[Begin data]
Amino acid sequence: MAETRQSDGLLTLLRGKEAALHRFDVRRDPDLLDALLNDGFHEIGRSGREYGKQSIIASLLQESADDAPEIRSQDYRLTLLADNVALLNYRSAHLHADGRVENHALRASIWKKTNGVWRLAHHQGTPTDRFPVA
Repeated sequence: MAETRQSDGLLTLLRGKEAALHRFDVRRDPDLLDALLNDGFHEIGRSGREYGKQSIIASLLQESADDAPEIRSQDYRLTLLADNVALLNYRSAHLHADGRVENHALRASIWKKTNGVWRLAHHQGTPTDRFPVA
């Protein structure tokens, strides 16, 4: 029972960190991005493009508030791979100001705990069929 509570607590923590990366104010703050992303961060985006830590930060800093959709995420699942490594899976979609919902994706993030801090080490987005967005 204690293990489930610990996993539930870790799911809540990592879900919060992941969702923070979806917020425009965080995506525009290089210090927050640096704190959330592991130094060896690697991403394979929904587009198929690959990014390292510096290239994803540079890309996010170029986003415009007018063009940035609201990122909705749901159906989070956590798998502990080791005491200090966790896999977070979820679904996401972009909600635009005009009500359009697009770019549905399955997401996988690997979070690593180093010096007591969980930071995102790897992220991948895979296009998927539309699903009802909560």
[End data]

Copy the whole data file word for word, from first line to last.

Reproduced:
Amino acid sequence: MAETRQSDGLLTLLRGKEAALHRFDVRRDPDLLDALLNDGFHEIGRSGREYGKQSIIASLLQESADDAPEIRSQDYRLTLLADNVALLNYRSAHLHADGRVENHALRASIWKKTNGVWRLAHHQGTPTDRFPVA
Repeated sequence: MAETRQSDGLLTLLRGKEAALHRFDVRRDPDLLDALLNDGFHEIGRSGREYGKQSIIASLLQESADDAPEIRSQDYRLTLLADNVALLNYRSAHLHADGRVENHALRASIWKKTNGVWRLAHHQGTPTDRFPVA
């Protein structure tokens, strides 16, 4: 029972960190991005493009508030791979100001705990069929 509570607590923590990366104010703050992303961060985006830590930060800093959709995420699942490594899976979609919902994706993030801090080490987005967005 204690293990489930610990996993539930870790799911809540990592879900919060992941969702923070979806917020425009965080995506525009290089210090927050640096704190959330592991130094060896690697991403394979929904587009198929690959990014390292510096290239994803540079890309996010170029986003415009007018063009940035609201990122909705749901159906989070956590798998502990080791005491200090966790896999977070979820679904996401972009909600635009005009009500359009697009770019549905399955997401996988690997979070690593180093010096007591969980930071995102790897992220991948895979296009998927539309699903009802909560």